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Well, it looks like things are getting out of hand. While we continue to make feeble attempts at changing the way we "consume", the concentration of CO2 in the atmosphere has continued to rise.

What's really scary about this is that these numbers are two years old.

We've been going all out, balls to the wall, to "grow" the economy at the expense of the eco-system.

Well, two years ago we may have passed the first point of no return.

Have we passed yet another point of no return since then?

Talking about voluntary emission caps is a useless waste of time.

It may already be to late!

Stop the warming!

cyb3r_ph4ntom
The Closet Environmentalist
http://polarbearadventures.blogspot.com/

i think monbiots latest article summed up the problem well...

"On Sunday I visited the only UN biosphere reserve in Wales: the Dyfi estuary. As is usual at weekends, several hundred people had come to enjoy its beauty and tranquillity and, as is usual, two or three people on jet skis were spoiling it for everyone else. Most economists will tell us that human welfare is best served by multiplying the number of jet skis. If there are two in the estuary today, there should be four there by this time next year and eight the year after. Because the estuary’s beauty and tranquillity don’t figure in the national accounts (no one pays to watch the sunset) and because the sale and use of jet skis does, this is deemed an improvement in human welfare."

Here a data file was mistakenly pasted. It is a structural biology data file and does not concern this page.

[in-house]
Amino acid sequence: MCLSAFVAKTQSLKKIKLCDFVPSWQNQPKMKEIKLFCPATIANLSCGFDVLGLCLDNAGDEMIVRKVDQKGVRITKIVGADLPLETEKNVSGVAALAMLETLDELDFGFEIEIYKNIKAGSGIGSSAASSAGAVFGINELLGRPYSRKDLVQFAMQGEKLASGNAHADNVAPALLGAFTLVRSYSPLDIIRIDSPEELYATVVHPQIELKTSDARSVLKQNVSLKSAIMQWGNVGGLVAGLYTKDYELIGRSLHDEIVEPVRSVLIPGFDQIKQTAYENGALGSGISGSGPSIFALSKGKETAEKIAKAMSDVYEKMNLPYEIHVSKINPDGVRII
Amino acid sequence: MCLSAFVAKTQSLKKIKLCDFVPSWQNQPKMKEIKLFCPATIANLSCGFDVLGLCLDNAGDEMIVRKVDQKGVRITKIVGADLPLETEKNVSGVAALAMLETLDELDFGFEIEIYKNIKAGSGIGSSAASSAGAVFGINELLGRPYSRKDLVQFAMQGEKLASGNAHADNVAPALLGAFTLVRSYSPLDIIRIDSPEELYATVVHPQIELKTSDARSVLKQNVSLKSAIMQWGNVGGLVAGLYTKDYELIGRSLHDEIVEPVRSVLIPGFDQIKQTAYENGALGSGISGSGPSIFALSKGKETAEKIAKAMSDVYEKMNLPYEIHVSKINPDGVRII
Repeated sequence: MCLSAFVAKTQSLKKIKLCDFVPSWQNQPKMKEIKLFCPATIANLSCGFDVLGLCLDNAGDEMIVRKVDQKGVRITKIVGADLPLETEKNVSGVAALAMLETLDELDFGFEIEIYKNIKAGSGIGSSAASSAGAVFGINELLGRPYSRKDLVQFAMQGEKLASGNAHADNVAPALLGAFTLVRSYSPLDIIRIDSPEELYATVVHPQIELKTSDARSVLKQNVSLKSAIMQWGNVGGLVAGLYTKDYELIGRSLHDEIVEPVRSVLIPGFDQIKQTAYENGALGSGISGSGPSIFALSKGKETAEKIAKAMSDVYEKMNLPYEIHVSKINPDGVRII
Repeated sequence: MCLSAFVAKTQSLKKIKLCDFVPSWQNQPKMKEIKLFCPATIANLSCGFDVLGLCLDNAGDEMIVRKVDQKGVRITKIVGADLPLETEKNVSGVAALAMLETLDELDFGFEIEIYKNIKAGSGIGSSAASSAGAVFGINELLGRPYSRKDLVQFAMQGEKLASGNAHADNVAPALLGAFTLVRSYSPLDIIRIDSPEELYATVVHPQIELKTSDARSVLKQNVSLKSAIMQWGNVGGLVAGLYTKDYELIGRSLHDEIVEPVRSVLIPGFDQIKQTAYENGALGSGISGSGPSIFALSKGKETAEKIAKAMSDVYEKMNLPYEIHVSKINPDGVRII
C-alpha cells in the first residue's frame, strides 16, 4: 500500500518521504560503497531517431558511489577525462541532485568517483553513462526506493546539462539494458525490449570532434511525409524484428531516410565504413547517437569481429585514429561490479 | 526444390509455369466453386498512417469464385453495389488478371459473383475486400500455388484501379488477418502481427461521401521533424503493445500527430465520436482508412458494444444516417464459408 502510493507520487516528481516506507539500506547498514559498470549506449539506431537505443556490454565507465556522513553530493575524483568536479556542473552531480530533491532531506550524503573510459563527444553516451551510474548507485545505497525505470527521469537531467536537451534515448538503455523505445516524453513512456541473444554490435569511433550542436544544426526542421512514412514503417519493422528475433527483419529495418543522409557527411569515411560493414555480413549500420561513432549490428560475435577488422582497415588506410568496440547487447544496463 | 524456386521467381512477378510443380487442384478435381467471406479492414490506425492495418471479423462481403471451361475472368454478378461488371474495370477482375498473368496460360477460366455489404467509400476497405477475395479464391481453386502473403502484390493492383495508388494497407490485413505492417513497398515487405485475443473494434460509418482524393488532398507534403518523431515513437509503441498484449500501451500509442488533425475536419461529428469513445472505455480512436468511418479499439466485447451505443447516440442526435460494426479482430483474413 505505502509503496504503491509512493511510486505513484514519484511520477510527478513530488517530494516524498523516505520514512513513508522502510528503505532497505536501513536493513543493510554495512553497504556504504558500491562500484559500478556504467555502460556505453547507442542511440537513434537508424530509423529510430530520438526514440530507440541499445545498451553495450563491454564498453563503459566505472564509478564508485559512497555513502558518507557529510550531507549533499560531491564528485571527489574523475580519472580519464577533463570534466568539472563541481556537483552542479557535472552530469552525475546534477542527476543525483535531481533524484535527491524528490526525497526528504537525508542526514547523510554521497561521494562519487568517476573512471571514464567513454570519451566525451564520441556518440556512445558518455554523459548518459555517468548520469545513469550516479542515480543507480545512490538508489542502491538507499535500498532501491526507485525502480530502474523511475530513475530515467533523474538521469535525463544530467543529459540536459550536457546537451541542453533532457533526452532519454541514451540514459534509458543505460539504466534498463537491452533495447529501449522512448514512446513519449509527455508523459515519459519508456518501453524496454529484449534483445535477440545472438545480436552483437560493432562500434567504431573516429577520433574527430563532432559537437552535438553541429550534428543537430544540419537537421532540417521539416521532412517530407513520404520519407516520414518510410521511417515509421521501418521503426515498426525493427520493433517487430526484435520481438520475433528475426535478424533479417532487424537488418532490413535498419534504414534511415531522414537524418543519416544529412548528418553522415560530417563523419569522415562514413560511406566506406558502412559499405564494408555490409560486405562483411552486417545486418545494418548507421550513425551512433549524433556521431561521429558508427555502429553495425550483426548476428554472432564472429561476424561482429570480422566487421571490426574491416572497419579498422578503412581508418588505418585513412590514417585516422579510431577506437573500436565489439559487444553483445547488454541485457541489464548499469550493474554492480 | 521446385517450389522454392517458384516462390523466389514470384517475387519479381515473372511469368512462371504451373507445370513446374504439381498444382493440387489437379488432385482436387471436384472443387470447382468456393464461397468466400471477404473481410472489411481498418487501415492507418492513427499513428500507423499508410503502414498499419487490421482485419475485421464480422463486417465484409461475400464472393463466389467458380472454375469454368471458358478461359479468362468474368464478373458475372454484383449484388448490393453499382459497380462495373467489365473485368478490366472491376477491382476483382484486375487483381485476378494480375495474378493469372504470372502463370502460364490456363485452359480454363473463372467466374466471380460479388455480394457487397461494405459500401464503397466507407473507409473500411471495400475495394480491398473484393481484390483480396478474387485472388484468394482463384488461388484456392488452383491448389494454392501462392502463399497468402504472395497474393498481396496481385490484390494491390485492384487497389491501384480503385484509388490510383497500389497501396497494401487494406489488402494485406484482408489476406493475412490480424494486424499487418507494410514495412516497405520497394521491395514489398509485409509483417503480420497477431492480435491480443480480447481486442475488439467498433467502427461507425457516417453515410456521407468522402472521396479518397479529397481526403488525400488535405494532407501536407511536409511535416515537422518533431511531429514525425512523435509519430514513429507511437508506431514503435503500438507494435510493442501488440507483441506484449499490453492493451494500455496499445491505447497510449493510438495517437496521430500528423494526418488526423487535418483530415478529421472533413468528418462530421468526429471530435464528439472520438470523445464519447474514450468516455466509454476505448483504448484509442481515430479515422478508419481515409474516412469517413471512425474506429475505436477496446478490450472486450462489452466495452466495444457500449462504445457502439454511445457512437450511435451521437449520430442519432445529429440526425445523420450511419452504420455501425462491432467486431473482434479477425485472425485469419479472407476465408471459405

I agree completely.
As long as we only focus on the economy we will continue to destroy everything else that stands in the way of "prosperity".

cyb3r_ph4ntom.

for a good counter-balance to Flannery's pronouncements.

Here's the link:

http://www.realclimate.org/index.php/archives/2007/10/co2-equivalents/

They think he got his information from leaked drafts of the report, and that he is wrong about it.

someone is finally addressing the point of the article!

I agree he has probably gone over the edge on this one. Given Australia's reluctance to support mandatory caps and a regulatory approach, etc., it's easy to see why Flannery might try to oversell the implications, but ultimately it doesn't help to give the deniers something to point at.

Still, I began to wonder years ago whether, if you roll together the issues of AGW, overpopulation, other forms of pollution and devastation of habitats, we've probably already passed SOME kind of tipping point ages ago! But that's not science, that's intuition. It's also what happens when you try to think too hard before your first cup of coffee . . .